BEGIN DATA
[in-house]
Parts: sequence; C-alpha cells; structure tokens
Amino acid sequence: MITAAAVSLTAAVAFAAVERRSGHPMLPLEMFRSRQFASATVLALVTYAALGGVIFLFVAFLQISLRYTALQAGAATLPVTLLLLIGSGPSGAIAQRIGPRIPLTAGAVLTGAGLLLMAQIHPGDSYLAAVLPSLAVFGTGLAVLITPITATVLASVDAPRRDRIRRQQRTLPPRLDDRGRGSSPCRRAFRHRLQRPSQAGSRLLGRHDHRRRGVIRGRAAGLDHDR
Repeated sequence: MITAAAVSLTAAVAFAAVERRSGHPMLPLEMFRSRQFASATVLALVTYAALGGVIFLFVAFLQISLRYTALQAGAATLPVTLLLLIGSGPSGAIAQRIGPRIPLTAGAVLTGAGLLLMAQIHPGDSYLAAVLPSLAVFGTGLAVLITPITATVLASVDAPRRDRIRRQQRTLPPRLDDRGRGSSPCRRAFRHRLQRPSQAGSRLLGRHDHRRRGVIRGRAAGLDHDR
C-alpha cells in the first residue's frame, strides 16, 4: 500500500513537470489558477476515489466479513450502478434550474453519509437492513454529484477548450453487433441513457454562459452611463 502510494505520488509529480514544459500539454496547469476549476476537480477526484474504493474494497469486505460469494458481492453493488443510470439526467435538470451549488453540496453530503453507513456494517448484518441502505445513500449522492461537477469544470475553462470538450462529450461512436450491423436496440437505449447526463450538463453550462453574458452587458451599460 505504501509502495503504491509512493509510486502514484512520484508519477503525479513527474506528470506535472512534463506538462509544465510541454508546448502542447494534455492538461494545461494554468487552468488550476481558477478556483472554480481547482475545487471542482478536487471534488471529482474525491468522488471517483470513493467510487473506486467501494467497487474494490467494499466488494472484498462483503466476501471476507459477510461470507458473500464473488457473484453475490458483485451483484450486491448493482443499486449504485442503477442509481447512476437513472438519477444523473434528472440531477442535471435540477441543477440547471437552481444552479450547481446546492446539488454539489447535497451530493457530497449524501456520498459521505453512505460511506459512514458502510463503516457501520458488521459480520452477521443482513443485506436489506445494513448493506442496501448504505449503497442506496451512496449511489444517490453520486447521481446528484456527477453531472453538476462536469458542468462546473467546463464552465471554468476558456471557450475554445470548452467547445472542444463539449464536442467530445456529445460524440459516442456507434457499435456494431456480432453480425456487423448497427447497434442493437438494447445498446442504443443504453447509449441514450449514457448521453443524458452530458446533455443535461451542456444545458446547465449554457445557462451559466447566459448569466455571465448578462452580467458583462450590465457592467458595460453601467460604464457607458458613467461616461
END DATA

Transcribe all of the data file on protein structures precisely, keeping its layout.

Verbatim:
[in-house]
Parts: sequence; C-alpha cells; structure tokens
Amino acid sequence: MITAAAVSLTAAVAFAAVERRSGHPMLPLEMFRSRQFASATVLALVTYAALGGVIFLFVAFLQISLRYTALQAGAATLPVTLLLLIGSGPSGAIAQRIGPRIPLTAGAVLTGAGLLLMAQIHPGDSYLAAVLPSLAVFGTGLAVLITPITATVLASVDAPRRDRIRRQQRTLPPRLDDRGRGSSPCRRAFRHRLQRPSQAGSRLLGRHDHRRRGVIRGRAAGLDHDR
Repeated sequence: MITAAAVSLTAAVAFAAVERRSGHPMLPLEMFRSRQFASATVLALVTYAALGGVIFLFVAFLQISLRYTALQAGAATLPVTLLLLIGSGPSGAIAQRIGPRIPLTAGAVLTGAGLLLMAQIHPGDSYLAAVLPSLAVFGTGLAVLITPITATVLASVDAPRRDRIRRQQRTLPPRLDDRGRGSSPCRRAFRHRLQRPSQAGSRLLGRHDHRRRGVIRGRAAGLDHDR
C-alpha cells in the first residue's frame, strides 16, 4: 500500500513537470489558477476515489466479513450502478434550474453519509437492513454529484477548450453487433441513457454562459452611463 502510494505520488509529480514544459500539454496547469476549476476537480477526484474504493474494497469486505460469494458481492453493488443510470439526467435538470451549488453540496453530503453507513456494517448484518441502505445513500449522492461537477469544470475553462470538450462529450461512436450491423436496440437505449447526463450538463453550462453574458452587458451599460 505504501509502495503504491509512493509510486502514484512520484508519477503525479513527474506528470506535472512534463506538462509544465510541454508546448502542447494534455492538461494545461494554468487552468488550476481558477478556483472554480481547482475545487471542482478536487471534488471529482474525491468522488471517483470513493467510487473506486467501494467497487474494490467494499466488494472484498462483503466476501471476507459477510461470507458473500464473488457473484453475490458483485451483484450486491448493482443499486449504485442503477442509481447512476437513472438519477444523473434528472440531477442535471435540477441543477440547471437552481444552479450547481446546492446539488454539489447535497451530493457530497449524501456520498459521505453512505460511506459512514458502510463503516457501520458488521459480520452477521443482513443485506436489506445494513448493506442496501448504505449503497442506496451512496449511489444517490453520486447521481446528484456527477453531472453538476462536469458542468462546473467546463464552465471554468476558456471557450475554445470548452467547445472542444463539449464536442467530445456529445460524440459516442456507434457499435456494431456480432453480425456487423448497427447497434442493437438494447445498446442504443443504453447509449441514450449514457448521453443524458452530458446533455443535461451542456444545458446547465449554457445557462451559466447566459448569466455571465448578462452580467458583462450590465457592467458595460453601467460604464457607458458613467461616461